The commandment to “love one another as I have loved you” is a touchstone by which to distinguish creeds that are fit for human consumption apart from those that are not. It’s the heart of Christian allegiance that we bear good will toward all others – that we strive not to harm others, nor to wish that that others come to harm. When wronged we may seek justice. We may pray for it mightily. But true justice is not about inflicting pain but about restoring the wronged one if it’s at all possible, and protecting ourselves if it’s not.

     Even in the imposition of temporal punishment upon a lawbreaker, it is possible to wish him well...and a sincere effort to do so is what the Son of God has commanded of us.

     But this God stuff! These claims of absolute and unbounded authority! A lot of people accept it, but a lot of others don’t. And quite a few have tried to “prove” their contentions, one way or the other.

     Back in Europe’s Middle Ages, theologians put a great deal of effort into attempting to prove the existence of God. “Proofs” of the Divinity from that era are many, varied, and often extremely ingenious. Their authors were among the brightest minds of their day. Every last one of them falls to the same fallacy.

     Today, in the midst of the First World’s headlong rush toward secularization, we’re routinely deluged with “proofs” of the nonexistence of God. Though such “proofs” seldom amount to more than scoffing and ridicule, their authors, on average at least, are fairly bright. Yet they, too, succumb to a fallacy – and in an irony to cap all ironies, it’s the same fallacy as the one that got the medieval theologians mentioned above.

     The subject puts a smile on my face. A good thing, too, as the emotions that power such fusillades over theism / atheism are often high enough and ugly enough to drive a man to drink. (No, I don’t need a ride; I’m already there.) It’s a fine example of the sort of foolishness that’s toppled empires, and deserves careful study by anyone who considers himself a thinker.

     “But what is this fallacy?” I hear you ask. Sorry, Gentle Reader; the point of this is to get you to think about it. When you reach a conclusion, wax eloquent about it in the comments.

     May God bless and keep you all...whether you believe in Him or not. Because that’s less important than this: He believes in you. In every sense.


Unknown said...

But Fran, by the time I got to the end of the piece, you had said everything I was gonna say. Boundaries... Deuteronomy 11... C.S.Lewis... Isn't there two parts to the 'fallacy'? ...or perhaps I don't really know the answer, after all. What I have discovered is that to be a Christian, I must --be willing-- to give up all I have, or be, or will every have, or be. I am willing, because I believe in the Promise and the Good News.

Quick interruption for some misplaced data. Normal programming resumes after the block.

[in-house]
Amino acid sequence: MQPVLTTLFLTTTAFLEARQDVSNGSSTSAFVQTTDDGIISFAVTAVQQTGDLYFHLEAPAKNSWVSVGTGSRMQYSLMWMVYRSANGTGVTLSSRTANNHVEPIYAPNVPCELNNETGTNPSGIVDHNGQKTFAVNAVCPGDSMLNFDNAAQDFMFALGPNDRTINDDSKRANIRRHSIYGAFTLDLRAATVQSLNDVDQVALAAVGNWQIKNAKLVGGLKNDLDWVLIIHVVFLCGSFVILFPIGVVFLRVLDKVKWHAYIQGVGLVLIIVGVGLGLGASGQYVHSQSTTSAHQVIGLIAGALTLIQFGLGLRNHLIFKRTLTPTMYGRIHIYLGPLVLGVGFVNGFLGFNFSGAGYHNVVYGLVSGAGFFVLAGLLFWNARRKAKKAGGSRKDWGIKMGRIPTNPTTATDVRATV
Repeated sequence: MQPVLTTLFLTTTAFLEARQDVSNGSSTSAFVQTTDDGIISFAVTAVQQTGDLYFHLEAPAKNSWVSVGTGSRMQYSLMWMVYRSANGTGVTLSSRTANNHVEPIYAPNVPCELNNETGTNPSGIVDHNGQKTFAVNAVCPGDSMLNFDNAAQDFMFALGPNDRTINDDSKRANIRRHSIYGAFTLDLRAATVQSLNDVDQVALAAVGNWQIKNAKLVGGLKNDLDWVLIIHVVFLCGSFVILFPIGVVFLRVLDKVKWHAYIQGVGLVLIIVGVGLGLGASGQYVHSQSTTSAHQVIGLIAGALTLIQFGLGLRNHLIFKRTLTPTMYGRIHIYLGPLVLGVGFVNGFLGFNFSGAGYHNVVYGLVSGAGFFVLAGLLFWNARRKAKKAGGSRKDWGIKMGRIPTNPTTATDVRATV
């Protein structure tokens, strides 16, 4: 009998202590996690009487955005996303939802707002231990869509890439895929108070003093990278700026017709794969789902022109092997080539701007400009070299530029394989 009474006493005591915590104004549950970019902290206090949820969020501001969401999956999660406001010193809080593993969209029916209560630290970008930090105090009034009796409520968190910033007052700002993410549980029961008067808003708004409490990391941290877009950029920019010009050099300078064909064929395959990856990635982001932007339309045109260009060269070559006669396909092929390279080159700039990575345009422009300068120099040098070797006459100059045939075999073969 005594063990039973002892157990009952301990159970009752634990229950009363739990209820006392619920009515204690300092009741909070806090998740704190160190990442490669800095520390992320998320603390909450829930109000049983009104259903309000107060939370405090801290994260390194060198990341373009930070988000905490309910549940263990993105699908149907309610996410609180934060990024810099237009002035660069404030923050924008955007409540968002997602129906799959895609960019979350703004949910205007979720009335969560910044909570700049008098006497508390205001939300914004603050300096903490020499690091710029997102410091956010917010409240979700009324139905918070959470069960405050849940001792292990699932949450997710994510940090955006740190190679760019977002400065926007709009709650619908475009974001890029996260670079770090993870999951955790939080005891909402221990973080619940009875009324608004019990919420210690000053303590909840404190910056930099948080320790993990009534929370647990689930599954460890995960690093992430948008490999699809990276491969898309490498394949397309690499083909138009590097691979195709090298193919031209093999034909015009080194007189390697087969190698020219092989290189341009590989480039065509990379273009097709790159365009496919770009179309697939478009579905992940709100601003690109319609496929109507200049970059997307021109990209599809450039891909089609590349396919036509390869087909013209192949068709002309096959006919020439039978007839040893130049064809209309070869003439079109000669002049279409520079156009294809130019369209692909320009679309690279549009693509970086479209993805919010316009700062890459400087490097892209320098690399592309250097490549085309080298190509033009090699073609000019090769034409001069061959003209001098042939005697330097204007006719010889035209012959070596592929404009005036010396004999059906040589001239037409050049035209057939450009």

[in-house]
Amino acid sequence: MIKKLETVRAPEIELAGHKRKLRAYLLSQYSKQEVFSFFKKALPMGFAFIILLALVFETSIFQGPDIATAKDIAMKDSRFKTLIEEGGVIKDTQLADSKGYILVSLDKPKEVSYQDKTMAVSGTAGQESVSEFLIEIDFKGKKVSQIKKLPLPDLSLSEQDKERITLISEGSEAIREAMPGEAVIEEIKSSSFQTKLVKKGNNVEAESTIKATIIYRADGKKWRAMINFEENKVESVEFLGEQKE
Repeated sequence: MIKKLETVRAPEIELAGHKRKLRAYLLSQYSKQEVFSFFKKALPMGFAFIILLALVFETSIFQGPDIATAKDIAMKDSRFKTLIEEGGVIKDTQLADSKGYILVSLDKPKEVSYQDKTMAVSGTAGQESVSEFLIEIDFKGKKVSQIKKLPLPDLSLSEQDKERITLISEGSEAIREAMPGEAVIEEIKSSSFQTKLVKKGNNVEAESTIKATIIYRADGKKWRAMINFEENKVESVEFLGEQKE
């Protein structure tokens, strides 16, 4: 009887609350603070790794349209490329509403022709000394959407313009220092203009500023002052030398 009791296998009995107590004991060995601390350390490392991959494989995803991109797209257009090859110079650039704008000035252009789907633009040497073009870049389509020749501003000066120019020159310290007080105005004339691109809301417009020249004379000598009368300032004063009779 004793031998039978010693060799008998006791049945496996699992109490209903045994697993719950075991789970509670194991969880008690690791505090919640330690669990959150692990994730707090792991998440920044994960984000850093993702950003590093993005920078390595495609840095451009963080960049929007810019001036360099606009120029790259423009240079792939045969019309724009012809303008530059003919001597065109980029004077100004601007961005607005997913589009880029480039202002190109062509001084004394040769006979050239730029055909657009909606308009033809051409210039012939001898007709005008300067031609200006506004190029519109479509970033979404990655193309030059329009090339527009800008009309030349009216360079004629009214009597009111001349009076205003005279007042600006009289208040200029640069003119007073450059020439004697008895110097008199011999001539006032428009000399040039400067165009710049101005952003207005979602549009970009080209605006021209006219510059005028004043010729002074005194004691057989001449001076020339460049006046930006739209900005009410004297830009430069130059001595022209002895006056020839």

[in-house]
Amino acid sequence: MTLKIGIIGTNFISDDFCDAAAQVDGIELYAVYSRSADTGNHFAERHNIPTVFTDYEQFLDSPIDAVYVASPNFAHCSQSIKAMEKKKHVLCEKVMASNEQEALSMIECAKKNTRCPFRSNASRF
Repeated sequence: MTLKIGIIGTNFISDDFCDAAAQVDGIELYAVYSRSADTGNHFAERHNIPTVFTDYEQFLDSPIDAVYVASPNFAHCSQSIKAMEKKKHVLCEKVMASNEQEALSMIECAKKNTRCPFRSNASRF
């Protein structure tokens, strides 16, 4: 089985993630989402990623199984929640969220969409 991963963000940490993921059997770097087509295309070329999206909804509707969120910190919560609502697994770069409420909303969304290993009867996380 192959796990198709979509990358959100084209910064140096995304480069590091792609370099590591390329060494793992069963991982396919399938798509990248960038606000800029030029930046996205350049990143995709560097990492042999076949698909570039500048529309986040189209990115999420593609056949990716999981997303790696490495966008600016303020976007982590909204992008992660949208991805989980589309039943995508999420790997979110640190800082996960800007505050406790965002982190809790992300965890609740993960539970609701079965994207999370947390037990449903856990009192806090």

Weetabix said...

Please forgive the playing with html tags... they're just fun. Also, I don't see a preview button, so I hope I close them correctly.

Whence do these notional responsibilities arise?
Why, from the new commandment, of course. But, as with all things, it's dangerous to cherry pick from a complete set of instructions. The natural rights and the natural responsibilities go together. Each one is important and necessary to the others. I've always found it instructive to look at Jesus' advice to the rich young man. He recommended that the rich young man voluntarily sell his possessions and give them to the poor. He didn't tell the Apostles to go take the rich young man's possessions and distribute them to the people who bribed them best. So, governmentally forced observance of the responsibilities is clearly not the answer, if you accept that the responsibilities are of a divine source.

Does God Exist? I've always thought it would be more productive for people of both stripes to leave off the discussion of mythos - does God exist, or does he not exist? Each position takes a great amount of faith, though I'd argue that Occam's Razor argues for belief in His existence.

The more critical question is, Which ethos works best? Which one, applied err... faithfully results in more freedom? More happiness? More dignity? Christianity wins hands down.

So, why do so many people reject it? I'd guess that an attachment to at least one of the Seven Cardinal Sins figures in most answers. Along with an inability to see that working to destroy that attachment would lead to more happiness and effectiveness for the individual who is ultimately responsible for his own choices.